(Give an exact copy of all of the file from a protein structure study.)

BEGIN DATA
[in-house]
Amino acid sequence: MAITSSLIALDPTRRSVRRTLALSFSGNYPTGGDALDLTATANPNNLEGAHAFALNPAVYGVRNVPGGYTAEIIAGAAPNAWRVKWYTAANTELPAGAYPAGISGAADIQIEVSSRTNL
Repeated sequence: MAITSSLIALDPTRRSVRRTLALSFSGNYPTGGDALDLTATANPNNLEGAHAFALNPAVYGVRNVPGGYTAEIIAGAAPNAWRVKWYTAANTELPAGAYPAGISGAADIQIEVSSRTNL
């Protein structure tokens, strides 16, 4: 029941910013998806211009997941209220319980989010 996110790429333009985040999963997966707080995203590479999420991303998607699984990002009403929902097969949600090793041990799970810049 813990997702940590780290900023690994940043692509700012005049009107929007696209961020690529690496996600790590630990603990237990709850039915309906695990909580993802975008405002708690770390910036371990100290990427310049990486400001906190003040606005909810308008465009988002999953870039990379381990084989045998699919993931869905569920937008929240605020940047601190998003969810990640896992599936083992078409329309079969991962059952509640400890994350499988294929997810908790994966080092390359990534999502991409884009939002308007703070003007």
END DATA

[in-house]
Amino acid sequence: MAITSSLIALDPTRRSVRRTLALSFSGNYPTGGDALDLTATANPNNLEGAHAFALNPAVYGVRNVPGGYTAEIIAGAAPNAWRVKWYTAANTELPAGAYPAGISGAADIQIEVSSRTNL
Repeated sequence: MAITSSLIALDPTRRSVRRTLALSFSGNYPTGGDALDLTATANPNNLEGAHAFALNPAVYGVRNVPGGYTAEIIAGAAPNAWRVKWYTAANTELPAGAYPAGISGAADIQIEVSSRTNL
């Protein structure tokens, strides 16, 4: 029941910013998806211009997941209220319980989010 996110790429333009985040999963997966707080995203590479999420991303998607699984990002009403929902097969949600090793041990799970810049 813990997702940590780290900023690994940043692509700012005049009107929007696209961020690529690496996600790590630990603990237990709850039915309906695990909580993802975008405002708690770390910036371990100290990427310049990486400001906190003040606005909810308008465009988002999953870039990379381990084989045998699919993931869905569920937008929240605020940047601190998003969810990640896992599936083992078409329309079969991962059952509640400890994350499988294929997810908790994966080092390359990534999502991409884009939002308007703070003007």